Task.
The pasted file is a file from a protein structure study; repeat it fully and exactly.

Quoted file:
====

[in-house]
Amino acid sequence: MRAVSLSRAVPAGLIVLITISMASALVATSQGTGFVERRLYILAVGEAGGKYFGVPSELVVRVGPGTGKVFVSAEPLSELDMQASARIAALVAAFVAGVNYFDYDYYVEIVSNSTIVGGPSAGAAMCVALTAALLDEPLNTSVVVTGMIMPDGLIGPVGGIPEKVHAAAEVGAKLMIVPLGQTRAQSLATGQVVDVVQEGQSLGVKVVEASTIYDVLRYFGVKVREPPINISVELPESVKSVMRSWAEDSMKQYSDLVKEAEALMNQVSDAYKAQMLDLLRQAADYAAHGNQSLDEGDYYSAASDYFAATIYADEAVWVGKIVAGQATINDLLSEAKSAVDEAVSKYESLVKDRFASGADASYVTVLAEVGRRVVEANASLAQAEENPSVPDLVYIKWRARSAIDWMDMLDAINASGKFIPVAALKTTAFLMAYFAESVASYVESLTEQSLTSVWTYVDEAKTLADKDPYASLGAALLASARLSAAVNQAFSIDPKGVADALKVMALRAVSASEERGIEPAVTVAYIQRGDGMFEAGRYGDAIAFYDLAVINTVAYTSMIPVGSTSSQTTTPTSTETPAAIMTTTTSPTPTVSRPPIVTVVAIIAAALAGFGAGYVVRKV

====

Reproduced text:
[in-house]
Amino acid sequence: MRAVSLSRAVPAGLIVLITISMASALVATSQGTGFVERRLYILAVGEAGGKYFGVPSELVVRVGPGTGKVFVSAEPLSELDMQASARIAALVAAFVAGVNYFDYDYYVEIVSNSTIVGGPSAGAAMCVALTAALLDEPLNTSVVVTGMIMPDGLIGPVGGIPEKVHAAAEVGAKLMIVPLGQTRAQSLATGQVVDVVQEGQSLGVKVVEASTIYDVLRYFGVKVREPPINISVELPESVKSVMRSWAEDSMKQYSDLVKEAEALMNQVSDAYKAQMLDLLRQAADYAAHGNQSLDEGDYYSAASDYFAATIYADEAVWVGKIVAGQATINDLLSEAKSAVDEAVSKYESLVKDRFASGADASYVTVLAEVGRRVVEANASLAQAEENPSVPDLVYIKWRARSAIDWMDMLDAINASGKFIPVAALKTTAFLMAYFAESVASYVESLTEQSLTSVWTYVDEAKTLADKDPYASLGAALLASARLSAAVNQAFSIDPKGVADALKVMALRAVSASEERGIEPAVTVAYIQRGDGMFEAGRYGDAIAFYDLAVINTVAYTSMIPVGSTSSQTTTPTSTETPAAIMTTTTSPTPTVSRPPIVTVVAIIAAALAGFGAGYVVRKV